Skipping Steps

December 11, 2023

UM Thanks to DALLE-3.

One thing I notice in people who haven’t accepted who they really are is a desire to skip steps.

I know several tech workers a few years out of uni who dream of being a General Partner at a VC firm. A friend’s flatmate had a poster on his wall that said Wake me up when I’m CEO. There’s a certain type of guy who wants to be a founder”.

I think I went through the ultimate version of this in my final year of uni: I wanted to work in private equity. Imagine parachuting into the management team of a company as a twentysomething, getting to figure out who to hire and who to fire, and what would drive value—not to mention making shitloads of money. Sounds amazing!

The problem? Like most twentysomethings, I didn’t understand the first thing about business. I literally failed 20 case study interviews at consulting companies—which are a pitiful simulation of real business problems. If I couldn’t even pass case studies, why did I think I’d be able to hire and inspire a team of people? I was so naive I didn’t even consider that would be part of the job.

The thought that the fun” of managing a business would comingle with the anxiety of having to manage real people: with families, and illnesses, and bereavements and all the shades of grey in peoples’ real lives never occurred to me.

I saw only the external status of the role—making money, fancy articles in the newspaper, people oohing” and ahhing” when you say what you do at parties—and not the actual role, which is hiring and firing people, dealing with legalistic and bureaucratic bullshit, and staying up until 3am figuring out why your excel model broke. There’s not much glamour in that.

The desire to skip steps comes from insecurity. You see someone successful and you think the only way you’ll feel OK is if you’re successful just like them. And since you want to feel OK, you want to skip steps to get there as fast as possible.

But skipping steps won’t lead you to success. And being just like your idol won’t make you feel OK. In fact, if it were possible for you to skip steps and end up where you wish you were, I bet you’d feel even more anxious than you already do.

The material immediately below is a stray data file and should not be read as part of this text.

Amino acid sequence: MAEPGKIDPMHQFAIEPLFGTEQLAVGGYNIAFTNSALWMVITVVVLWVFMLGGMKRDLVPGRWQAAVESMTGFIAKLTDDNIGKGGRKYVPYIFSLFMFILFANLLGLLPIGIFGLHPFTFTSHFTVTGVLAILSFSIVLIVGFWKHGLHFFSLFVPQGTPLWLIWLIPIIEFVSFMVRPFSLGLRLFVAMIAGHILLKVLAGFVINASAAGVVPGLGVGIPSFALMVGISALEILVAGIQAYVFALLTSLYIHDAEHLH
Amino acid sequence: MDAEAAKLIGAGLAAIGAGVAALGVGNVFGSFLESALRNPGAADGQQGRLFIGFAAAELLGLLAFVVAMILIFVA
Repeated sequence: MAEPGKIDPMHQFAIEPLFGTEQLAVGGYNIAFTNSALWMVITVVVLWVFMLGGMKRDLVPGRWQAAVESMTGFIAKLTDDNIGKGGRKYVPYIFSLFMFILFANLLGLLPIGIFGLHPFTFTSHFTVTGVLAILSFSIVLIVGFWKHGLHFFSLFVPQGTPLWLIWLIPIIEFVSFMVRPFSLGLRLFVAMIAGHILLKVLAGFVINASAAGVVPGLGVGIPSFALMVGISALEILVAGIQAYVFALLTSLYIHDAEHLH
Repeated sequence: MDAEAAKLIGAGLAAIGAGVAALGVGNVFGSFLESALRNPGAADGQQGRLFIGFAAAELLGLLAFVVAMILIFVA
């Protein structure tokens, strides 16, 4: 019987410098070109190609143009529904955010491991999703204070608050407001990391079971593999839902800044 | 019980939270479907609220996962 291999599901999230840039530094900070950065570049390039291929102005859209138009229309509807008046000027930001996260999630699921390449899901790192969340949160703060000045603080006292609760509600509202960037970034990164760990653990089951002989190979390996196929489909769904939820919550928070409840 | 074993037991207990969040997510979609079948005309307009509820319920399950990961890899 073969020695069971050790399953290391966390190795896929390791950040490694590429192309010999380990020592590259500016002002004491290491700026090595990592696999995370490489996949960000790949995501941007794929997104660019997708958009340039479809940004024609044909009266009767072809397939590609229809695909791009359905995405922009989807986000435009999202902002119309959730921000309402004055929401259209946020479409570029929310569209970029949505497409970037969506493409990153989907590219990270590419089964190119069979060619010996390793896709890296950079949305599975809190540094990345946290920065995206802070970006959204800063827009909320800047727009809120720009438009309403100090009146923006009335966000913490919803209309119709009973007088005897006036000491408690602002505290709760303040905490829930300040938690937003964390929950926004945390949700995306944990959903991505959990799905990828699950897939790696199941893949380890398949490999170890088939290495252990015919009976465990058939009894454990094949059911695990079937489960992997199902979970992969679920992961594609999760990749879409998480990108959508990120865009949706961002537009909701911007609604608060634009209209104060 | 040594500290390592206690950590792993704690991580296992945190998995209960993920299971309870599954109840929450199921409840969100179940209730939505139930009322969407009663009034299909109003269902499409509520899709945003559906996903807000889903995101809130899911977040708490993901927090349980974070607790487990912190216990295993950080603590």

A friend of mine is a notorious step-skipper.

At rugby practice he gives teammates unsolicited feedback on their pass, when he can’t hit a standing player from 10 metres away. He’s trying to steal the clout of the coach without having actually earned it through his actions. Even when he’s right, people find it annoying when he opines. He hasn’t earned their respect through doing the reps himself.

Our coach was ill one day and couldn’t train, so we put my friend in the role to run practice. It was awful. He couldn’t command the attention of one teammate, let alone 15. And it showed—people ignored him, the practice collapsed, and we started playing pick-up instead.

My friend was furious that people had disrespected him. But deep down I think he was furious because he knew he hadn’t done enough to earn his teammates’ respect. He skipped steps.

If you want to skip ahead to a role that seems far above your station, ask yourself why. If it’s because you think it might make you feel better about yourself, perhaps you should reconsider why you’re doing what you’re doing.

To get the role you seek, and the trappings of status that come with it, you have to earn it the hard way. As a Venture Capitalist, you can’t persuade founders to take your money if you can’t demonstrate to them that you know how to help them build a company. You can’t persuade a team of rugby players to respect you if you can’t pass the ball properly. You can’t be the founder” of a successful business without first starting a terrible business with no employees, no customers, and no revenue.

The only way to be able to truly inspire people—to be incredible at those high-status, higher level steps—is to have mastered every lower level step. This gives you the confidence you need to know you belong right where you are.

Every job in the world is a grind to most people—the secret to a full life is to find the work that feels effortless to you but looks like chewing glass to everyone else.

Once of the secrets to success is not to idolize players a few steps ahead of you—it’s to fall in love with the game you’re playing right now.